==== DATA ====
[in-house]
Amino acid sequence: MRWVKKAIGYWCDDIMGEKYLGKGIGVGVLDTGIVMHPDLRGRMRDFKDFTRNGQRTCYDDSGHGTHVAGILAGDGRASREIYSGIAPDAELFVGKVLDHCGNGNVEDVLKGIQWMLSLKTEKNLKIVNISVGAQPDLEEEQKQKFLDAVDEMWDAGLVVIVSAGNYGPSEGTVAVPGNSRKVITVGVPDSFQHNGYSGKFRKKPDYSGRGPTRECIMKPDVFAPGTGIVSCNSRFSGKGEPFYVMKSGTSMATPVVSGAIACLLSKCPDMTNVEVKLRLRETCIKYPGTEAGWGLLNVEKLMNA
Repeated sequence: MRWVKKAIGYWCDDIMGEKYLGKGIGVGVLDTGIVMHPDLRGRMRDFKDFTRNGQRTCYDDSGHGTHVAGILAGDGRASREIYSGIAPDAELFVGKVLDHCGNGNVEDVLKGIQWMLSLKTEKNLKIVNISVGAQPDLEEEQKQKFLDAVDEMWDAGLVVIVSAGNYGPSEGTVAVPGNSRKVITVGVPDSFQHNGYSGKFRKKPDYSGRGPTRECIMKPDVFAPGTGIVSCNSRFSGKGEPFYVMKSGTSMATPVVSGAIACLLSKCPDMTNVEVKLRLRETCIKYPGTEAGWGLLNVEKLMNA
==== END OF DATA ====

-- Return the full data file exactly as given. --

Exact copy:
[in-house]
Amino acid sequence: MRWVKKAIGYWCDDIMGEKYLGKGIGVGVLDTGIVMHPDLRGRMRDFKDFTRNGQRTCYDDSGHGTHVAGILAGDGRASREIYSGIAPDAELFVGKVLDHCGNGNVEDVLKGIQWMLSLKTEKNLKIVNISVGAQPDLEEEQKQKFLDAVDEMWDAGLVVIVSAGNYGPSEGTVAVPGNSRKVITVGVPDSFQHNGYSGKFRKKPDYSGRGPTRECIMKPDVFAPGTGIVSCNSRFSGKGEPFYVMKSGTSMATPVVSGAIACLLSKCPDMTNVEVKLRLRETCIKYPGTEAGWGLLNVEKLMNA
Repeated sequence: MRWVKKAIGYWCDDIMGEKYLGKGIGVGVLDTGIVMHPDLRGRMRDFKDFTRNGQRTCYDDSGHGTHVAGILAGDGRASREIYSGIAPDAELFVGKVLDHCGNGNVEDVLKGIQWMLSLKTEKNLKIVNISVGAQPDLEEEQKQKFLDAVDEMWDAGLVVIVSAGNYGPSEGTVAVPGNSRKVITVGVPDSFQHNGYSGKFRKKPDYSGRGPTRECIMKPDVFAPGTGIVSCNSRFSGKGEPFYVMKSGTSMATPVVSGAIACLLSKCPDMTNVEVKLRLRETCIKYPGTEAGWGLLNVEKLMNA